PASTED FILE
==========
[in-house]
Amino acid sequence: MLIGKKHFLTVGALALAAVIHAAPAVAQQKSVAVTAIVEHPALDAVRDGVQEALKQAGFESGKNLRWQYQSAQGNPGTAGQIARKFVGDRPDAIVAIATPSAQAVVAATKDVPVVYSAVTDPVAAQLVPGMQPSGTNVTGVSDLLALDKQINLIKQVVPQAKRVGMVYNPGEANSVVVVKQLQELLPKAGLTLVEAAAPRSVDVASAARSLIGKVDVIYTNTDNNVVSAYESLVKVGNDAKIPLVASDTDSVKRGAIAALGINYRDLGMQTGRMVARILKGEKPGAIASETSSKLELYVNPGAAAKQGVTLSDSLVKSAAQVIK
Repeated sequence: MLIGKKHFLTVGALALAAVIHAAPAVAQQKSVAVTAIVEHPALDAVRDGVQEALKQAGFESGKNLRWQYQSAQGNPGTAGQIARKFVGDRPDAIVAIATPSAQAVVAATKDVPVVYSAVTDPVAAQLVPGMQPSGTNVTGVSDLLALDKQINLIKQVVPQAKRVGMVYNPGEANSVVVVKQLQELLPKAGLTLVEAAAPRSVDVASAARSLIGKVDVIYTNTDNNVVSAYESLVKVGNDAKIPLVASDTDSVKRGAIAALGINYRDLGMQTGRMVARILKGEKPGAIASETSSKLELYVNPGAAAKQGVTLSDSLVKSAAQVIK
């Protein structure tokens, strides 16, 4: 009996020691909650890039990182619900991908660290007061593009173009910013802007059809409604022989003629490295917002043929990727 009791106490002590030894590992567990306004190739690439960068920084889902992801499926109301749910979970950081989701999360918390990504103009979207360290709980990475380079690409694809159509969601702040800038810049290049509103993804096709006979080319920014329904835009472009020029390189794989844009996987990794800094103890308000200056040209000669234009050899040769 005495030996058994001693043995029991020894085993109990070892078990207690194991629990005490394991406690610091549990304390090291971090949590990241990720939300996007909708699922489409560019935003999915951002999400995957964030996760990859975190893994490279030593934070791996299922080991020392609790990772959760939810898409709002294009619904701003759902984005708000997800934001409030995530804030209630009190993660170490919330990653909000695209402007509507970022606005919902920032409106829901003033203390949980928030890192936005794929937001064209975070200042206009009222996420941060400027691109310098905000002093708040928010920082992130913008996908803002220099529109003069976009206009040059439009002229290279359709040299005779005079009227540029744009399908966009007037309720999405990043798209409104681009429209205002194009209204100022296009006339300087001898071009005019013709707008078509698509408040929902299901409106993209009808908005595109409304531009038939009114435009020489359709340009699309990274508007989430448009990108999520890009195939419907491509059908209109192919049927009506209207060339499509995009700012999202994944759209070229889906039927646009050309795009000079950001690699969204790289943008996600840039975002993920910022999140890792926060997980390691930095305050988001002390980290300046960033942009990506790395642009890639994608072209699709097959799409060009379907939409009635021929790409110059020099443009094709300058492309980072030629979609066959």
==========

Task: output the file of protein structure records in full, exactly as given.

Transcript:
[in-house]
Amino acid sequence: MLIGKKHFLTVGALALAAVIHAAPAVAQQKSVAVTAIVEHPALDAVRDGVQEALKQAGFESGKNLRWQYQSAQGNPGTAGQIARKFVGDRPDAIVAIATPSAQAVVAATKDVPVVYSAVTDPVAAQLVPGMQPSGTNVTGVSDLLALDKQINLIKQVVPQAKRVGMVYNPGEANSVVVVKQLQELLPKAGLTLVEAAAPRSVDVASAARSLIGKVDVIYTNTDNNVVSAYESLVKVGNDAKIPLVASDTDSVKRGAIAALGINYRDLGMQTGRMVARILKGEKPGAIASETSSKLELYVNPGAAAKQGVTLSDSLVKSAAQVIK
Repeated sequence: MLIGKKHFLTVGALALAAVIHAAPAVAQQKSVAVTAIVEHPALDAVRDGVQEALKQAGFESGKNLRWQYQSAQGNPGTAGQIARKFVGDRPDAIVAIATPSAQAVVAATKDVPVVYSAVTDPVAAQLVPGMQPSGTNVTGVSDLLALDKQINLIKQVVPQAKRVGMVYNPGEANSVVVVKQLQELLPKAGLTLVEAAAPRSVDVASAARSLIGKVDVIYTNTDNNVVSAYESLVKVGNDAKIPLVASDTDSVKRGAIAALGINYRDLGMQTGRMVARILKGEKPGAIASETSSKLELYVNPGAAAKQGVTLSDSLVKSAAQVIK
């Protein structure tokens, strides 16, 4: 009996020691909650890039990182619900991908660290007061593009173009910013802007059809409604022989003629490295917002043929990727 009791106490002590030894590992567990306004190739690439960068920084889902992801499926109301749910979970950081989701999360918390990504103009979207360290709980990475380079690409694809159509969601702040800038810049290049509103993804096709006979080319920014329904835009472009020029390189794989844009996987990794800094103890308000200056040209000669234009050899040769 005495030996058994001693043995029991020894085993109990070892078990207690194991629990005490394991406690610091549990304390090291971090949590990241990720939300996007909708699922489409560019935003999915951002999400995957964030996760990859975190893994490279030593934070791996299922080991020392609790990772959760939810898409709002294009619904701003759902984005708000997800934001409030995530804030209630009190993660170490919330990653909000695209402007509507970022606005919902920032409106829901003033203390949980928030890192936005794929937001064209975070200042206009009222996420941060400027691109310098905000002093708040928010920082992130913008996908803002220099529109003069976009206009040059439009002229290279359709040299005779005079009227540029744009399908966009007037309720999405990043798209409104681009429209205002194009209204100022296009006339300087001898071009005019013709707008078509698509408040929902299901409106993209009808908005595109409304531009038939009114435009020489359709340009699309990274508007989430448009990108999520890009195939419907491509059908209109192919049927009506209207060339499509995009700012999202994944759209070229889906039927646009050309795009000079950001690699969204790289943008996600840039975002993920910022999140890792926060997980390691930095305050988001002390980290300046960033942009990506790395642009890639994608072209699709097959799409060009379907939409009635021929790409110059020099443009094709300058492309980072030629979609066959």